Broadcasters Should Be Cooking Up Services Now To Appeal to the Tastes of Future Users
Part of my duties involves work with a standards body called the TV-Anytime Forum, which is developing specifications for interoperable Personal Video Recorders (PVRs, such as TiVo, Replay, UltimateTV, DishPlayer, etc.). The group meets around the world. One of the more fascinating meetings was hosted recently by Novell at its headquarters in Provo, Utah.
At the meeting’s end, a large group of delegates headed off to dinner at a nice restaurant. As the meal progressed and the venue became less busy, the restaurant’s pleasant hostess came over to our table and asked, “So what exactly is ‘TV-Anytime’?” The group nominated me to describe its work, and not knowing anything about her, but assuming no special knowledge of digital media technology, I started slow and waited for cues of recognition.
From her reactions, I gathered that she was starting to get it, but I soon saw signs of TMI (too much information) setting in. (I get that a lot, especially from my kids, where it happens within nanoseconds after I start talking.)
Just then, some new customers arrived and the hostess had to attend to her work, leaving me with a sense that she felt sorry she had asked.
An enjoyable dinner continued, but our table was surprised a few minutes later to get a visit from the executive chef of the restaurant. After inquiring briefly about our satisfaction with the meal, he turned his line of questioning to the PVR. It turns out that the hostess had, in fact, captured the essence of the Forum’s work and faithfully represented it to the chef back in the kitchen. Although she had no experience with a PVR herself, the chef was a multiple-TiVo owner and rabid enthusiast of the technology, so he hustled out to our table, armed with lots of questions.
After several minutes of deep PVR discussion, the chef advised the group, “Now you have to do the same thing for radio.”
At this point, I was the only person at the table who was interested in continuing the conversation; most of the others were exclusively TV-oriented. So I probed the chef’s thinking independently.
He acknowledged that he was also a multi-vehicle XM Satellite Radio user, and strongly desired some sort of electronic program guide or EPG and integrated digital storage in a radio receiver, including local terrestrial services.
Unfortunately, I had no good news for him regarding progress in this direction, but it speaks to an important open issue: What is the future for personalization or interactivity in the next generation of radio?
This is a fundamental new requirement to any media system in the post-Internet age. Users will no longer be satisfied (at least for some parts of their listening time) with random browsing of the available services in real time. If a medium does not offer some method of seeking desired content and capturing or time-shifting it, terrestrial broadcast radio could become marginalized.
The model of today’s purely passive listening will never fully go away, but it will become increasingly less valuable as other more personalized services emerge.
Some will argue that radio isn’t used this way, and that as long as you know the format of a particular service or channel, you have all the information you need. Today’s terrestrial radio doesn’t even have that – although RBDS was supposed to provide a text display of this data for FM stations, and various database ROM systems have come and gone – so a channel surfer still has to scan and listen to find a particular format. If a commercial is running as the listener tunes by, the format’s existence on the dial is not recognized.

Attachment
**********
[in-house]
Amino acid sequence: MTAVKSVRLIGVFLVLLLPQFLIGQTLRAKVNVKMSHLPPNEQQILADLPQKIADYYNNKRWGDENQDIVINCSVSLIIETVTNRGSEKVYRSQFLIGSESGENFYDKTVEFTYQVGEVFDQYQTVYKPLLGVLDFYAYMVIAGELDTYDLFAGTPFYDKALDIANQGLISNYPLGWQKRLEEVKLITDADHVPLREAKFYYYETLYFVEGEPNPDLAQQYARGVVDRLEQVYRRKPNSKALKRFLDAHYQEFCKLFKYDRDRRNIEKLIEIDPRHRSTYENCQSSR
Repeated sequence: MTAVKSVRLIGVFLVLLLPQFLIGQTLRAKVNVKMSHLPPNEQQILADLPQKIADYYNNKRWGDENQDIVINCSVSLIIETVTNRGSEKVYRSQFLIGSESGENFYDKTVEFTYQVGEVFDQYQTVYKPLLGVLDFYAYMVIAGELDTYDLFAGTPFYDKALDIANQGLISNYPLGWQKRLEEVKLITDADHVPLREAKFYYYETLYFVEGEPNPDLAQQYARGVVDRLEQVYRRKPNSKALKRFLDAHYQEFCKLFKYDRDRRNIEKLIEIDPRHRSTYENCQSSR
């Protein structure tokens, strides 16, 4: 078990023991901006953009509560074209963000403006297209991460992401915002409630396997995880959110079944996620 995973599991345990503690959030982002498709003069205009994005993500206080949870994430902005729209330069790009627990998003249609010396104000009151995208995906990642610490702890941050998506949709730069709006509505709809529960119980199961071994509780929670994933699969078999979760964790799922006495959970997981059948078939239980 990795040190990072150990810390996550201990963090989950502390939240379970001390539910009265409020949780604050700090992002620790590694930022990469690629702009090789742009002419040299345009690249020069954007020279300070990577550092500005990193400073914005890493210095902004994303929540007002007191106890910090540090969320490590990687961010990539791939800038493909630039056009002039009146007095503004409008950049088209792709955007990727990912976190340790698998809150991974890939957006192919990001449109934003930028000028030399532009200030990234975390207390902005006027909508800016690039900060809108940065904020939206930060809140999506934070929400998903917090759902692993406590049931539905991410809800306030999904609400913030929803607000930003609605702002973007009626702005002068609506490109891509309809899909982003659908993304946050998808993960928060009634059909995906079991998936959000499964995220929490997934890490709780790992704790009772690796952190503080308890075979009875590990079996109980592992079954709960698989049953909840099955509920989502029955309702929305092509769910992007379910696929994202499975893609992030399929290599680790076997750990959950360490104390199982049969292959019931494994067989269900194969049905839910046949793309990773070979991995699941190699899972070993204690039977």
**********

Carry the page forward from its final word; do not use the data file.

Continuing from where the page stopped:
IBOC radios w likely ill provide a format display, but this too remains a promise yet to be fulfilled. Satellite radio is today’s only consistent provider of visual format identifiers, and they are essential in navigating these multichannel services.
Yet there are plenty of occasions where format identification, or even title/artist data, isn’t enough.
Consider the case where you’re at home watching a sporting or news event on TV, and then have to leave the house, but you’d like to keep listening to the event on the radio. How do you find out if it’s being broadcast and what station it’s on?
At least TV viewers without EPGs can consult TV Guide or the newspaper for comprehensive and consistent program listings. Radio listeners typically are on their own in such cases.
Or what if you’re a fan of a national weekly show like “American Top 40,” “The Grand Old Opry,” “The Metropolitan Opera” or “Prairie Home Companion,” and you’re traveling, but would still like to hear it in the city you’re visiting? How to find the time and station?
And what about commercial opportunities for these new data services (subscriptions, banner ads, etc.), such as digital TV broadcasters are now contemplating and starting to deploy?
These are the services that broadcasters should be developing for their future broadcasts. Higher audio fidelity is fine, but added convenience and responsiveness to personal needs provided by EPGs, integrated storage/timeshifting and synchronous enhancement data do more to build listener loyalty and good will.
The digital transition that seems ready to begin is the best – and perhaps the only – opportunity that radio broadcasters have to enable such features. Given the surfeit of competitive services likely to emerge, broadcasters should be doing everything they can along these lines to retain current audiences and appeal to the listeners of tomorrow. Anything less is a recipe for failure.